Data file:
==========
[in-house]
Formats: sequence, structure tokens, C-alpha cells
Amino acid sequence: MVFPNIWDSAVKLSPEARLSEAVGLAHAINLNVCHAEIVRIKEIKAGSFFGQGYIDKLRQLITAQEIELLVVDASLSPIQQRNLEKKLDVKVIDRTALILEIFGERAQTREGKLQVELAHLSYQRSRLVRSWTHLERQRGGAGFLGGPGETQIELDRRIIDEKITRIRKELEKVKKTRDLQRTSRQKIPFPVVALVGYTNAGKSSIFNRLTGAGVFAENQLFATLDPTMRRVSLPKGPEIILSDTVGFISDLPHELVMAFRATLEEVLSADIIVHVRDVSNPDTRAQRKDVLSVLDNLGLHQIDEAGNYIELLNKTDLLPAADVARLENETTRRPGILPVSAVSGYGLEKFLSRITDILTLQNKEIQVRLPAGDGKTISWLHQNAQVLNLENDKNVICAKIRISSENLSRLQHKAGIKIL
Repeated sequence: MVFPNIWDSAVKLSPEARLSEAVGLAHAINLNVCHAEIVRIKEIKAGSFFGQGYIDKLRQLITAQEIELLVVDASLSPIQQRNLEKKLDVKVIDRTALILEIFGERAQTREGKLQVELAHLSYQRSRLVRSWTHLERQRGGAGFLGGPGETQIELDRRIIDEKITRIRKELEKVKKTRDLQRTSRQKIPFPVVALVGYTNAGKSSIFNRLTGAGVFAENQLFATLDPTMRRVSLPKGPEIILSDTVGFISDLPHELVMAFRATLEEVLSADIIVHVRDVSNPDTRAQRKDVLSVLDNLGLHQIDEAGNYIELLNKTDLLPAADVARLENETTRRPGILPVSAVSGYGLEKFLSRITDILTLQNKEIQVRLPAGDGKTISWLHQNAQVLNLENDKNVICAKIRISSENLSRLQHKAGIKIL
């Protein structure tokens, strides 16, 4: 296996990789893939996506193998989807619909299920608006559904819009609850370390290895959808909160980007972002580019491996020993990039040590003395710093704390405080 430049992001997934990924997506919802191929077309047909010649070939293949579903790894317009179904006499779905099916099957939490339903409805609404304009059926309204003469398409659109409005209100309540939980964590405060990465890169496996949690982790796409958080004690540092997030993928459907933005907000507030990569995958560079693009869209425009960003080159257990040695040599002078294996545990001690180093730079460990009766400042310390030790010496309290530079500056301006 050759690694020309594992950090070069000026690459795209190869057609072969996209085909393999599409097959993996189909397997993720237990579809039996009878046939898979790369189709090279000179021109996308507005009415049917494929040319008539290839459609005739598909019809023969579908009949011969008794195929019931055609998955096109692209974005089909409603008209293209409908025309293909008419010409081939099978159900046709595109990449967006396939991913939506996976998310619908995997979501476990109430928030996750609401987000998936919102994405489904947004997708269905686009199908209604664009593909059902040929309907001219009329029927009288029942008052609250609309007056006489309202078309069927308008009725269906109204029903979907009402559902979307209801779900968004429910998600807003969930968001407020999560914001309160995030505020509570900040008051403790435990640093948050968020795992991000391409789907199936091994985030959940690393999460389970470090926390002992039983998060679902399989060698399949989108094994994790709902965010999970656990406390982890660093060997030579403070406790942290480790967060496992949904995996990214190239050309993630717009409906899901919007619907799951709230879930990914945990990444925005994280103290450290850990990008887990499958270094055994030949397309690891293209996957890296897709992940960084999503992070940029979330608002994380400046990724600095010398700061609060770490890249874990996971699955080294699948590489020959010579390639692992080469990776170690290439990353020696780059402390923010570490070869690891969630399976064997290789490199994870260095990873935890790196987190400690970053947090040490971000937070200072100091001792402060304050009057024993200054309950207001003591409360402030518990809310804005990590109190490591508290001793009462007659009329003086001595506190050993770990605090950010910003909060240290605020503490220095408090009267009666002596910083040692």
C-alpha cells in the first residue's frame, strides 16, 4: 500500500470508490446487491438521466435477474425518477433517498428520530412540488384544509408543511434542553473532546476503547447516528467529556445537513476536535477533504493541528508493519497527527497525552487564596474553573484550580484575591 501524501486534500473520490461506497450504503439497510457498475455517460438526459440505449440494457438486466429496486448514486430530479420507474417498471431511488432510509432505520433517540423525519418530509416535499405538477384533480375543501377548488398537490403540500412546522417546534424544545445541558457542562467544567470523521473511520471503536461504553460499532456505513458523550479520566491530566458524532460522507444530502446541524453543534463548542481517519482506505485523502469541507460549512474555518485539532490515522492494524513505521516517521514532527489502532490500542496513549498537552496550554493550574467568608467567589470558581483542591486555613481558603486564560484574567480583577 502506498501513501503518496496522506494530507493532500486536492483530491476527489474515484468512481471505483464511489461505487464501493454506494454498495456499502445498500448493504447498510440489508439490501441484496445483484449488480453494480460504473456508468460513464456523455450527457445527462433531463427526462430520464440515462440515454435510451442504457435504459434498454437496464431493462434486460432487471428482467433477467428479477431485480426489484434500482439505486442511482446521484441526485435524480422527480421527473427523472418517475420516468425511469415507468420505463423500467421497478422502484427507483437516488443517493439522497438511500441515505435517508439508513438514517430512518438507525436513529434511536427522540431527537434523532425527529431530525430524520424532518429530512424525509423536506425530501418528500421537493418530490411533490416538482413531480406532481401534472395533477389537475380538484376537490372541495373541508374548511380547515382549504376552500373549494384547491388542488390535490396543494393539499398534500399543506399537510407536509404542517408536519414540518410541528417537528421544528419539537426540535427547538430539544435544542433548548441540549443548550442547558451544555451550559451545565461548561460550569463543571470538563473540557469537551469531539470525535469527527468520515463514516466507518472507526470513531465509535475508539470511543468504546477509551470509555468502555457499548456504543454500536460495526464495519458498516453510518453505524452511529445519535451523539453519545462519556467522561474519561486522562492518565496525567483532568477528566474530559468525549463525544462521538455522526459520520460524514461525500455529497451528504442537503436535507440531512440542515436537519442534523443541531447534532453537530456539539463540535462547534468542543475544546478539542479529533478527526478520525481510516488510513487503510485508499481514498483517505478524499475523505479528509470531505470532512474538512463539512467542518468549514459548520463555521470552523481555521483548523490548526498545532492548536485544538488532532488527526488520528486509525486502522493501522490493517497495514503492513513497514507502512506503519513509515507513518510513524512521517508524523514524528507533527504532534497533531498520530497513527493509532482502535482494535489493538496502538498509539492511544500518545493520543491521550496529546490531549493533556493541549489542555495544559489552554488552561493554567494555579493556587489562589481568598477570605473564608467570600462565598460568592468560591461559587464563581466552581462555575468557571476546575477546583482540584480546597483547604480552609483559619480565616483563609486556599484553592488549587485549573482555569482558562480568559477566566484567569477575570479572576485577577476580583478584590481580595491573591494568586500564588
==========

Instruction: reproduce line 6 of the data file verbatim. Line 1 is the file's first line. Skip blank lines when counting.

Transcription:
C-alpha cells in the first residue's frame, strides 16, 4: 500500500470508490446487491438521466435477474425518477433517498428520530412540488384544509408543511434542553473532546476503547447516528467529556445537513476536535477533504493541528508493519497527527497525552487564596474553573484550580484575591 501524501486534500473520490461506497450504503439497510457498475455517460438526459440505449440494457438486466429496486448514486430530479420507474417498471431511488432510509432505520433517540423525519418530509416535499405538477384533480375543501377548488398537490403540500412546522417546534424544545445541558457542562467544567470523521473511520471503536461504553460499532456505513458523550479520566491530566458524532460522507444530502446541524453543534463548542481517519482506505485523502469541507460549512474555518485539532490515522492494524513505521516517521514532527489502532490500542496513549498537552496550554493550574467568608467567589470558581483542591486555613481558603486564560484574567480583577 502506498501513501503518496496522506494530507493532500486536492483530491476527489474515484468512481471505483464511489461505487464501493454506494454498495456499502445498500448493504447498510440489508439490501441484496445483484449488480453494480460504473456508468460513464456523455450527457445527462433531463427526462430520464440515462440515454435510451442504457435504459434498454437496464431493462434486460432487471428482467433477467428479477431485480426489484434500482439505486442511482446521484441526485435524480422527480421527473427523472418517475420516468425511469415507468420505463423500467421497478422502484427507483437516488443517493439522497438511500441515505435517508439508513438514517430512518438507525436513529434511536427522540431527537434523532425527529431530525430524520424532518429530512424525509423536506425530501418528500421537493418530490411533490416538482413531480406532481401534472395533477389537475380538484376537490372541495373541508374548511380547515382549504376552500373549494384547491388542488390535490396543494393539499398534500399543506399537510407536509404542517408536519414540518410541528417537528421544528419539537426540535427547538430539544435544542433548548441540549443548550442547558451544555451550559451545565461548561460550569463543571470538563473540557469537551469531539470525535469527527468520515463514516466507518472507526470513531465509535475508539470511543468504546477509551470509555468502555457499548456504543454500536460495526464495519458498516453510518453505524452511529445519535451523539453519545462519556467522561474519561486522562492518565496525567483532568477528566474530559468525549463525544462521538455522526459520520460524514461525500455529497451528504442537503436535507440531512440542515436537519442534523443541531447534532453537530456539539463540535462547534468542543475544546478539542479529533478527526478520525481510516488510513487503510485508499481514498483517505478524499475523505479528509470531505470532512474538512463539512467542518468549514459548520463555521470552523481555521483548523490548526498545532492548536485544538488532532488527526488520528486509525486502522493501522490493517497495514503492513513497514507502512506503519513509515507513518510513524512521517508524523514524528507533527504532534497533531498520530497513527493509532482502535482494535489493538496502538498509539492511544500518545493520543491521550496529546490531549493533556493541549489542555495544559489552554488552561493554567494555579493556587489562589481568598477570605473564608467570600462565598460568592468560591461559587464563581466552581462555575468557571476546575477546583482540584480546597483547604480552609483559619480565616483563609486556599484553592488549587485549573482555569482558562480568559477566566484567569477575570479572576485577577476580583478584590481580595491573591494568586500564588